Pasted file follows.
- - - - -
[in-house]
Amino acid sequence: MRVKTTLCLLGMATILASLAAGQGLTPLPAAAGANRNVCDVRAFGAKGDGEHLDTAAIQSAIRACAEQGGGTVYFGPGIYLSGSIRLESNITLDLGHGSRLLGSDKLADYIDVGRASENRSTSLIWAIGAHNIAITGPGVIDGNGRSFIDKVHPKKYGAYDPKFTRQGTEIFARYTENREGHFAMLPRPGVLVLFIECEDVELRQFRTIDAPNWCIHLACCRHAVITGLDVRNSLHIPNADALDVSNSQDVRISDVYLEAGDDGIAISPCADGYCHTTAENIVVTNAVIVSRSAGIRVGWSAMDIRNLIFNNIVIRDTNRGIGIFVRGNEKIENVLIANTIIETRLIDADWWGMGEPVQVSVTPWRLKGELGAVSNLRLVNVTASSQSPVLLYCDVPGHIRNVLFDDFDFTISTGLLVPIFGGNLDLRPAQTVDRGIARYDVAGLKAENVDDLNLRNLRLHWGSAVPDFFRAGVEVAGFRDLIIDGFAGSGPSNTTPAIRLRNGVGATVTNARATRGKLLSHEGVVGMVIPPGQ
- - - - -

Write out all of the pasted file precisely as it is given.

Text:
[in-house]
Amino acid sequence: MRVKTTLCLLGMATILASLAAGQGLTPLPAAAGANRNVCDVRAFGAKGDGEHLDTAAIQSAIRACAEQGGGTVYFGPGIYLSGSIRLESNITLDLGHGSRLLGSDKLADYIDVGRASENRSTSLIWAIGAHNIAITGPGVIDGNGRSFIDKVHPKKYGAYDPKFTRQGTEIFARYTENREGHFAMLPRPGVLVLFIECEDVELRQFRTIDAPNWCIHLACCRHAVITGLDVRNSLHIPNADALDVSNSQDVRISDVYLEAGDDGIAISPCADGYCHTTAENIVVTNAVIVSRSAGIRVGWSAMDIRNLIFNNIVIRDTNRGIGIFVRGNEKIENVLIANTIIETRLIDADWWGMGEPVQVSVTPWRLKGELGAVSNLRLVNVTASSQSPVLLYCDVPGHIRNVLFDDFDFTISTGLLVPIFGGNLDLRPAQTVDRGIARYDVAGLKAENVDDLNLRNLRLHWGSAVPDFFRAGVEVAGFRDLIIDGFAGSGPSNTTPAIRLRNGVGATVTNARATRGKLLSHEGVVGMVIPPGQ